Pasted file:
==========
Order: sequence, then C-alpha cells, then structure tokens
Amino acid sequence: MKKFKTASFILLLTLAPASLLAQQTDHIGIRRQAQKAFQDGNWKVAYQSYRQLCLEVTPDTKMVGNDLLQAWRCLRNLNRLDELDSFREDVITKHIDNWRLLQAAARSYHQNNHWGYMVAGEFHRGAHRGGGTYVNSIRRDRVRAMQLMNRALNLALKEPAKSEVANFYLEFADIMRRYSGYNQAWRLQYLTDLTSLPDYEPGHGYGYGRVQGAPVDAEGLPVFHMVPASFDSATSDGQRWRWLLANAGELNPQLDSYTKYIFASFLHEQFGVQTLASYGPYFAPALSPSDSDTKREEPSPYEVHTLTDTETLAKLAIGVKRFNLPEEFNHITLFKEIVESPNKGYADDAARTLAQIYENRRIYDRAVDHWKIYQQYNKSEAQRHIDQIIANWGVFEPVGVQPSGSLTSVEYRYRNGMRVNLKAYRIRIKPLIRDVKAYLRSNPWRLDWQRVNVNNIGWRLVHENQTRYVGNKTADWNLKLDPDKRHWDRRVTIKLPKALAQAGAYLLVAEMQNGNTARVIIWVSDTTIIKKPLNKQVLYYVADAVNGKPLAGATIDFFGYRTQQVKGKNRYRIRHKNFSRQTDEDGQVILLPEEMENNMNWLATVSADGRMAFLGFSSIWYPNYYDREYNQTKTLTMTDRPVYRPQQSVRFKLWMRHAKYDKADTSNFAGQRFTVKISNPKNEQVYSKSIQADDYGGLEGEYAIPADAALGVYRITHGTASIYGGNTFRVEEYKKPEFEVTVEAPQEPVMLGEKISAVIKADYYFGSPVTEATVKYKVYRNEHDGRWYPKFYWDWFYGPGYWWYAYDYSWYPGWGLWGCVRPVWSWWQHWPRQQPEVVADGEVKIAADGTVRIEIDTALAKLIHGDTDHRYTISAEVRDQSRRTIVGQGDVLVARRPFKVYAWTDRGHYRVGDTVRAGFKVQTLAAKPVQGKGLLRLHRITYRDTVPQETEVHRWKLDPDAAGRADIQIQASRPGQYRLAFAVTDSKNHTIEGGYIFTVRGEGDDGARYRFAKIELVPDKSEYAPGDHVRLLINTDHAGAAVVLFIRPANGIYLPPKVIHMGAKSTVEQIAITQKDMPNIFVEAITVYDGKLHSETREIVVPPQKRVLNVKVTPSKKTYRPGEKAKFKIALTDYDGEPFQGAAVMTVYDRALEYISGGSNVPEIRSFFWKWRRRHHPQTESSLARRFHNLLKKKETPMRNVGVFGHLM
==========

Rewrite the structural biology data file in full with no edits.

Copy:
Order: sequence, then C-alpha cells, then structure tokens
Amino acid sequence: MKKFKTASFILLLTLAPASLLAQQTDHIGIRRQAQKAFQDGNWKVAYQSYRQLCLEVTPDTKMVGNDLLQAWRCLRNLNRLDELDSFREDVITKHIDNWRLLQAAARSYHQNNHWGYMVAGEFHRGAHRGGGTYVNSIRRDRVRAMQLMNRALNLALKEPAKSEVANFYLEFADIMRRYSGYNQAWRLQYLTDLTSLPDYEPGHGYGYGRVQGAPVDAEGLPVFHMVPASFDSATSDGQRWRWLLANAGELNPQLDSYTKYIFASFLHEQFGVQTLASYGPYFAPALSPSDSDTKREEPSPYEVHTLTDTETLAKLAIGVKRFNLPEEFNHITLFKEIVESPNKGYADDAARTLAQIYENRRIYDRAVDHWKIYQQYNKSEAQRHIDQIIANWGVFEPVGVQPSGSLTSVEYRYRNGMRVNLKAYRIRIKPLIRDVKAYLRSNPWRLDWQRVNVNNIGWRLVHENQTRYVGNKTADWNLKLDPDKRHWDRRVTIKLPKALAQAGAYLLVAEMQNGNTARVIIWVSDTTIIKKPLNKQVLYYVADAVNGKPLAGATIDFFGYRTQQVKGKNRYRIRHKNFSRQTDEDGQVILLPEEMENNMNWLATVSADGRMAFLGFSSIWYPNYYDREYNQTKTLTMTDRPVYRPQQSVRFKLWMRHAKYDKADTSNFAGQRFTVKISNPKNEQVYSKSIQADDYGGLEGEYAIPADAALGVYRITHGTASIYGGNTFRVEEYKKPEFEVTVEAPQEPVMLGEKISAVIKADYYFGSPVTEATVKYKVYRNEHDGRWYPKFYWDWFYGPGYWWYAYDYSWYPGWGLWGCVRPVWSWWQHWPRQQPEVVADGEVKIAADGTVRIEIDTALAKLIHGDTDHRYTISAEVRDQSRRTIVGQGDVLVARRPFKVYAWTDRGHYRVGDTVRAGFKVQTLAAKPVQGKGLLRLHRITYRDTVPQETEVHRWKLDPDAAGRADIQIQASRPGQYRLAFAVTDSKNHTIEGGYIFTVRGEGDDGARYRFAKIELVPDKSEYAPGDHVRLLINTDHAGAAVVLFIRPANGIYLPPKVIHMGAKSTVEQIAITQKDMPNIFVEAITVYDGKLHSETREIVVPPQKRVLNVKVTPSKKTYRPGEKAKFKIALTDYDGEPFQGAAVMTVYDRALEYISGGSNVPEIRSFFWKWRRRHHPQTESSLARRFHNLLKKKETPMRNVGVFGHLM